5             MR. KARNAVAS:  Your Honour, I stood up.  You could have easily

 6     told me to sit down and shut up, as you did to one of our witnesses.  You

 7     could do that, have you that right.  But I also have the right to make a

 8     record and make a contribution, and in my opinion the joint criminal

 9     enterprise affects everyone, everyone in this case, including my client,

10     and that's why I'm entitled to make the record.

11             This is an international tribunal, and these are the rules.  I

12     play by the rules.

13             JUDGE TRECHSEL:  I would like to hear Ms. Nozica.

14             JUDGE ANTONETTI: [Interpretation] Mr. Praljak, don't add to the

15     tension, please.  Let Ms. Nozica answer the question.

16             MS. NOZICA: [Interpretation] Your Honour, I fully agree with what

17     my learned friend Mr. Karnavas just said, and I would like to thank him

18     for that, and I said the broader context, without entering into the

19     specificities, which is certainly part of the joint criminal enterprise,

20     but the broader context is that this relates to the joint criminal

21     enterprise, and the morale of soldiers is a very important element, if we

22     look at everything that happened in HZ-HB.  And, Judge Antonetti, you

23     yourself said we don't know if the witness saw this or knew anything

24     about this information, but I don't think we should consider these

25     matters in front of the witness.  We can ask the witness whether he knows

Page 36953

 1     about any of this, and then we can hear his answer to see whether these

 2     events influenced the morale of the soldiers, and then it will be up to

 3     the Trial Chamber to weigh up whether this is relevant or not.

 4             Now, Your Honour Judge Trechsel, I could respond very precisely

 5     and tell you what all these events in April relate to, April 1993,

 6     including this particular event, because it testifies to certain action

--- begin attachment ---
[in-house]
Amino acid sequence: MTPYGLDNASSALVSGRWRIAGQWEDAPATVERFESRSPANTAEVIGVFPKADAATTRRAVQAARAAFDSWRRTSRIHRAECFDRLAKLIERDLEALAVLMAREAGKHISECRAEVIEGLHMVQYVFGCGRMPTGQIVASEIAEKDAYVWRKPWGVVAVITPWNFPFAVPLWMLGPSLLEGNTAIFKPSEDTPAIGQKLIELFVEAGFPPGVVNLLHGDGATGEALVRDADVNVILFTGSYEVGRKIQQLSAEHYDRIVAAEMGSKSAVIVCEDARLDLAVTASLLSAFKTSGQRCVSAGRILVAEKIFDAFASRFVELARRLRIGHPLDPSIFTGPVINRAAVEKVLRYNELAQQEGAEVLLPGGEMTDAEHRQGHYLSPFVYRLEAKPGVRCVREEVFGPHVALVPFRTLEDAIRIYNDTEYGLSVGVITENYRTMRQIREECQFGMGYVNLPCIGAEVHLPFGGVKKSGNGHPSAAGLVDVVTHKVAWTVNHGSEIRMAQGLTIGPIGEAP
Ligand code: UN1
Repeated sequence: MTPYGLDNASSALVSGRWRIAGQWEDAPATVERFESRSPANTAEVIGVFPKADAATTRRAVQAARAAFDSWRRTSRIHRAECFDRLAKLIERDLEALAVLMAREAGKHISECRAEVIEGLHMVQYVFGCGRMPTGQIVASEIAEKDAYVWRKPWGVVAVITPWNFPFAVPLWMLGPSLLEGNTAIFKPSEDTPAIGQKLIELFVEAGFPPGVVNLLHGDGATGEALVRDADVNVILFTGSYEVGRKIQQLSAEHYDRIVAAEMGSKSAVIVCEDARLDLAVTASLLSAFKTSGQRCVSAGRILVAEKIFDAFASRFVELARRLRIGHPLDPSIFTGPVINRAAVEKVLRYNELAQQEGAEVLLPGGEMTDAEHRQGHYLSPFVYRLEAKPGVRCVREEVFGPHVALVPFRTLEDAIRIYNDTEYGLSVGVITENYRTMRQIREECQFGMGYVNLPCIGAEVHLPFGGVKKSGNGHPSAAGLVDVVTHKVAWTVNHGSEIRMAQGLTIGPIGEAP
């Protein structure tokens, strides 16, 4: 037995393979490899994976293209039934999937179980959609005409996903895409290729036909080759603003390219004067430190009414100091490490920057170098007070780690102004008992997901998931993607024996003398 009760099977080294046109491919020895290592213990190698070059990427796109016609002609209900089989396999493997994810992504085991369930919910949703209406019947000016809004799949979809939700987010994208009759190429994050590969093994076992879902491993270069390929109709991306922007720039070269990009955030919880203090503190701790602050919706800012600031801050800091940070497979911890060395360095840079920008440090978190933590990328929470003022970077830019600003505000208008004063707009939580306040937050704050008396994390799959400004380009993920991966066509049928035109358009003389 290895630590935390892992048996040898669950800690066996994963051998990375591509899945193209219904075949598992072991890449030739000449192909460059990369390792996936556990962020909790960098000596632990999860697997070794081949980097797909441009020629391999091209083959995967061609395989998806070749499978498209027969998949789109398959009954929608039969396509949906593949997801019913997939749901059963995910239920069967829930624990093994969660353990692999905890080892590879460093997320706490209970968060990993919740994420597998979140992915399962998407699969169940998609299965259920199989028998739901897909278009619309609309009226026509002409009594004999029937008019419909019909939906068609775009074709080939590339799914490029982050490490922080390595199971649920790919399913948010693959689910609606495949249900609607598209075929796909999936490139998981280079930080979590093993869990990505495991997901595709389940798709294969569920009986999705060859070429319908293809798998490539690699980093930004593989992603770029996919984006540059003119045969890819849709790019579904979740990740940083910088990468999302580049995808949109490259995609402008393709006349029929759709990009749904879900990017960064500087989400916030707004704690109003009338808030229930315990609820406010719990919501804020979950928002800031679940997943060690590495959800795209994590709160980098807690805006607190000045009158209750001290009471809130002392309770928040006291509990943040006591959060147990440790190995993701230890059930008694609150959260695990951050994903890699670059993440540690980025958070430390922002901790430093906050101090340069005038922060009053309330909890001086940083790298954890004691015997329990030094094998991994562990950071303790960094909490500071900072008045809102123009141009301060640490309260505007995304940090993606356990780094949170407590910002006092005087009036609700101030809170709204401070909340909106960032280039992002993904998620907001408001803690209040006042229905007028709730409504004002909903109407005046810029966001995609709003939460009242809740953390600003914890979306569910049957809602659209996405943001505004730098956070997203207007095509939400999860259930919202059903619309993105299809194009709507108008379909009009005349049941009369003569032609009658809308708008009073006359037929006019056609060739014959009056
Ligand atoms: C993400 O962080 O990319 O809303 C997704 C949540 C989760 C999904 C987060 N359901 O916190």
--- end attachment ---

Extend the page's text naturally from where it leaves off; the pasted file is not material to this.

7     undertaken by the BH Army which is exceptionally relevant, but I find

 8     myself in a position whereby I would be testifying here.  So I kindly ask

 9     you to look at the documents.  You will be able to weigh them up and

10     assess their probative value, but I think that it is very important

11     precisely because of the joint criminal enterprise and, as my colleague

12     said a moment ago, Mr. Karnavas, because of reverse ethnic cleansing,

13     what was happening to these people, precisely because of the indictment

14     which relates to Sovici, and I think that it is exceptionally important

15     for us to establish what was going on in this area, what the casualties

16     and fatalities were among the Croatian civilians from the BH Army, and

17     then, of course, members of the HVO as well.

18             JUDGE TRECHSEL:  Well --

19             JUDGE ANTONETTI: [Interpretation] Yes, Mr. Scott.

20             MR. SCOTT:  Thank you, Your Honour.

21             I quite respect my colleagues.  The answer simply -- the question

22     simply hasn't been answered.  The Chamber's ruling requires -- counsel

23     says she's afraid of testifying.  The Chamber's ruling requires that she